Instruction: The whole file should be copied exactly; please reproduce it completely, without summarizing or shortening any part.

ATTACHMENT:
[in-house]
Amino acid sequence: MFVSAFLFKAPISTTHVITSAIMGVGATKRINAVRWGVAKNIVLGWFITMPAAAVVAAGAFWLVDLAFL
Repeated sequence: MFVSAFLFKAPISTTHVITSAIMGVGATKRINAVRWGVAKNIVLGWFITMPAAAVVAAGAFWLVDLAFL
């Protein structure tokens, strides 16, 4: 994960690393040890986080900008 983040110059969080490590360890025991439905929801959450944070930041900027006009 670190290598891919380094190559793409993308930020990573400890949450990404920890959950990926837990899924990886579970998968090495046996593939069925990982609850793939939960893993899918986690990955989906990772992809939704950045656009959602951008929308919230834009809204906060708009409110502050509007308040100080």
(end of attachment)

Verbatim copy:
[in-house]
Amino acid sequence: MFVSAFLFKAPISTTHVITSAIMGVGATKRINAVRWGVAKNIVLGWFITMPAAAVVAAGAFWLVDLAFL
Repeated sequence: MFVSAFLFKAPISTTHVITSAIMGVGATKRINAVRWGVAKNIVLGWFITMPAAAVVAAGAFWLVDLAFL
């Protein structure tokens, strides 16, 4: 994960690393040890986080900008 983040110059969080490590360890025991439905929801959450944070930041900027006009 670190290598891919380094190559793409993308930020990573400890949450990404920890959950990926837990899924990886579970998968090495046996593939069925990982609850793939939960893993899918986690990955989906990772992809939704950045656009959602951008929308919230834009809204906060708009409110502050509007308040100080």